“We want to displace fossil fuels,” he says as we loaded onto a chair. “The only way we can do that is by building new stuff and shutting down the old stuff.”
His first week on the job, Cartin started negotiating with Rocky Mountain Power—the utility giant that serves 1.1 million people in Utah, Wyoming, and parts of Idaho—to stop fossil fuel-generated electricity and hook Park City up to new solar and wind farms. In Utah, energy is a $20.9 billion industry, with 98.2 percent generated by natural gas, coal, and oil. But that is about to change. Rocky Mountain Power and its parent company, PacifiCorp, have mapped a plan to shut down all 24 of their coal-fired plants by 2046. The utility giant has also committed all investment through 2029 to wind and solar (with the exception of one potential natural gas plant).
“Utilities are under a lot more change than people realize or understand,” says Cartin. “Once you understand that, you say, ‘Hey, my community can help shape the future of my utility.’ Instead of just letting them decide their own future, you can say, ‘We want to have input.’”
Transportation is responsible for almost as many greenhouse gas emissions as electricity use. The reality is, to get to Park City you have to drive. Every day, 40,000 cars cruise down Parley’s Summit on Interstate 80 toward the ski town. To get cars off the road, Cartin is doubling down on public transit. Six electric buses now shuttle passengers between I-80 and downtown for free; another seven are slated to start driving next summer. Park City launched the first e-bike share in the country, with 88 bikes distributed at stations around town. They will also soon start charging for parking in a garage downtown—despite some grumbling from locals.
All of the above gets Park City close to a zero-carbon footprint, says Cartin. Open space conservation is essential to clearing their goal. “It’s all private land,” says Willard, pointing to the salt-and-pepper hills surrounding town. “A lot of people don’t realize that open space isn’t protected space.” In June, thanks to a bond approved by voters and six months of fundraising, Park City and a coalition of government agencies, nonprofits, land trusts, and individuals raised $38 million to purchase 1,350 acres of forested land near town for conservation, bringing their open space inventory to 10,000 acres. Using infrared technology at Utah State University’s GIS lab, Cartin calculated that Park City’s conservation efforts now draw 7,868 tons of carbon out of the atmosphere every year. Combined with renewable energy and efficiencies (like carpooling incentives), that's enough open space to counter all of the greenhouse gas emissions for which the municipal government is responsible.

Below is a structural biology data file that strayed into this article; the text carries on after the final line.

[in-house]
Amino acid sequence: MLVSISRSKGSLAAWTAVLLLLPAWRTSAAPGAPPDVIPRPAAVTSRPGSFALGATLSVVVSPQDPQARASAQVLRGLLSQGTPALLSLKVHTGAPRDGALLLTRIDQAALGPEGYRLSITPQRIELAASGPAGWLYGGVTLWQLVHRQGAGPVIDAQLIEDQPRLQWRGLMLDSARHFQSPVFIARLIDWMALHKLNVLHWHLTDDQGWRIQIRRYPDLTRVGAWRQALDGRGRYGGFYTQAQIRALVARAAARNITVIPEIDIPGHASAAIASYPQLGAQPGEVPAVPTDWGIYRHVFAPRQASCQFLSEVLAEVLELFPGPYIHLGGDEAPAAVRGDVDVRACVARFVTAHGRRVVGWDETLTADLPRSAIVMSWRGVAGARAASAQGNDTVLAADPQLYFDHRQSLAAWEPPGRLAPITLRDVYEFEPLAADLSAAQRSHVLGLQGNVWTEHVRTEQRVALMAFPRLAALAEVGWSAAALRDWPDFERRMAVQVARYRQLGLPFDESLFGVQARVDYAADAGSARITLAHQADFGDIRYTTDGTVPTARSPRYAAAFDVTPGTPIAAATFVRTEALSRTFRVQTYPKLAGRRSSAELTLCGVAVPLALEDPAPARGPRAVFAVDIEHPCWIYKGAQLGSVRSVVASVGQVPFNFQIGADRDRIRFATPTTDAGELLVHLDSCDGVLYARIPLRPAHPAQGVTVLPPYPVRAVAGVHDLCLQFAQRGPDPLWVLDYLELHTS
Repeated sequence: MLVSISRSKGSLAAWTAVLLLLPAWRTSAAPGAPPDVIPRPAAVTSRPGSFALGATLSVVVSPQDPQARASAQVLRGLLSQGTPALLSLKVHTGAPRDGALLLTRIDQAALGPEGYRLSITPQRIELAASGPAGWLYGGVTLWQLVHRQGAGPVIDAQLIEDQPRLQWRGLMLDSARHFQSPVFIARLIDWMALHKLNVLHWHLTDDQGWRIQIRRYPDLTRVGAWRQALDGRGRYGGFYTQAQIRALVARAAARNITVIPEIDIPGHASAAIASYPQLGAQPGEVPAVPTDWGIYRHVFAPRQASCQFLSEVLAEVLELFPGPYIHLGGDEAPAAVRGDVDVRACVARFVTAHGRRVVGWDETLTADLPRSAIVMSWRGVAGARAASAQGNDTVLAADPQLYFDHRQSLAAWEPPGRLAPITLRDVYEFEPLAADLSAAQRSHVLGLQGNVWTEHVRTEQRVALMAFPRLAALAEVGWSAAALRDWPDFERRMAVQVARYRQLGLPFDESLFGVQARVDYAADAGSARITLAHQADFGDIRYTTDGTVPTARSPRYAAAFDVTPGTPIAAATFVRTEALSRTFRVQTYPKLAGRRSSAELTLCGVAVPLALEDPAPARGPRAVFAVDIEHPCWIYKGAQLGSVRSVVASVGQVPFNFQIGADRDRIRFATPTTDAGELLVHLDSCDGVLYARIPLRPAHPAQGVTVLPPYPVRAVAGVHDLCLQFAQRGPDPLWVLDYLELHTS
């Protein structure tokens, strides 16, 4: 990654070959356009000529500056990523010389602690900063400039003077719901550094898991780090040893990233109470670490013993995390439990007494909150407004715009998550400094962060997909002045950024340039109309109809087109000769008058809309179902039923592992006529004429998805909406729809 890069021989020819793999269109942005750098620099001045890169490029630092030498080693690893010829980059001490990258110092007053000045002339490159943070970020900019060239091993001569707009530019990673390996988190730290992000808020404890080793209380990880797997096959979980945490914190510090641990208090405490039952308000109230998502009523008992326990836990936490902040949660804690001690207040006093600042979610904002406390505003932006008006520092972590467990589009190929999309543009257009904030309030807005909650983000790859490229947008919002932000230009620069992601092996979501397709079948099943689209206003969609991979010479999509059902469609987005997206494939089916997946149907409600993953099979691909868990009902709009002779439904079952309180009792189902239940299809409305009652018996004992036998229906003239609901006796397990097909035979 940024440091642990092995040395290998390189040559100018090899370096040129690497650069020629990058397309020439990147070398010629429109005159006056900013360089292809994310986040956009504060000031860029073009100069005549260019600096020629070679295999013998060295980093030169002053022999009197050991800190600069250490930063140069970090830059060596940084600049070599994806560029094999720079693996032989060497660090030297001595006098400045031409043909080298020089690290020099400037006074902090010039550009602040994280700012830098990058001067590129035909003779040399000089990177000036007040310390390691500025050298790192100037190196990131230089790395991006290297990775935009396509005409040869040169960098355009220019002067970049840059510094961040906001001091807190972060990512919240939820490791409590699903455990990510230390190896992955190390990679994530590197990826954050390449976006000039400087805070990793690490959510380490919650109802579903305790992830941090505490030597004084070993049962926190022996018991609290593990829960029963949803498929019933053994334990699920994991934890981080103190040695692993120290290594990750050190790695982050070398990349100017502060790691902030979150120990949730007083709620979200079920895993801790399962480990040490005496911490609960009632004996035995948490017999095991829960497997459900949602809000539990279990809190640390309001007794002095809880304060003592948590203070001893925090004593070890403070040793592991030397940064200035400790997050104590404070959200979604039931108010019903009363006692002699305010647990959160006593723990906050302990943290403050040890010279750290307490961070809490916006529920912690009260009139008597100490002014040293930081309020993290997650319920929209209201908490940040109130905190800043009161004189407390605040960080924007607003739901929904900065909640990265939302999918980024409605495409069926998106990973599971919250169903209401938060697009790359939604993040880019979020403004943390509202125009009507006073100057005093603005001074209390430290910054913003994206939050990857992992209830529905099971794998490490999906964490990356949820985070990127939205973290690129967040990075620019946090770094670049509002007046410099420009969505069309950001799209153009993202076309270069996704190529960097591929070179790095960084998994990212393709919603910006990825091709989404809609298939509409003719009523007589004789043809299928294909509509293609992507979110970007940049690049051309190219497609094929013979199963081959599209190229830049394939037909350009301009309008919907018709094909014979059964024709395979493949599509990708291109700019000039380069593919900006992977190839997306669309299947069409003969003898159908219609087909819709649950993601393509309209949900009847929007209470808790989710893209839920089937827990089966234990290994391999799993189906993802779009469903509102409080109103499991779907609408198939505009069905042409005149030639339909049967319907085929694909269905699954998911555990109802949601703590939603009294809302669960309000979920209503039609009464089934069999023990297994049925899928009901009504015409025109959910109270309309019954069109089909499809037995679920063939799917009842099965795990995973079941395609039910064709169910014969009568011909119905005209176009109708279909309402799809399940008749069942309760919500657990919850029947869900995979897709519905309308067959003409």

Lowering emissions and buying electric buses are not cheap, and Park City is fortunate to have a wealthy tax base. (On Forbes’ list of most expensive zip codes, Park City ranks higher than Sun Valley, Telluride, and Jackson.) Cartin’s negotiations with Rocky Mountain Power require customers to pay for new solar and wind infrastructure—fast becoming the cheapest sources of energy available—through their electric bills. The city has also applied for grants and energy prizes. But the key to financing the transition, says Cartin, is municipal budgeting. “Our community had to buy buses anyway, but now we’ve committed to only buying electric buses,” he says. “We’ve shifted our focus, our North Star. We’re doing everything in the least carbon intensive way, the closest to net zero as we can. It’s a systemic change.”
An hour into our ski, the weather changed abruptly. The wind picked up, and the snow turned to half slush, half ice crud. We hiked a small ridgeline for the hell of it, and Cartin sent a steep line between a stand of aspen trees.
“You can view climate change as either a problem or a challenge,” he says. “In a problem, you’re a victim. You give up power over it. It’s outside of your control. A challenge is a way to reframe it. It’s more like a chess match. Once you make that switch of going from a problem to a challenge, you feel empowered.”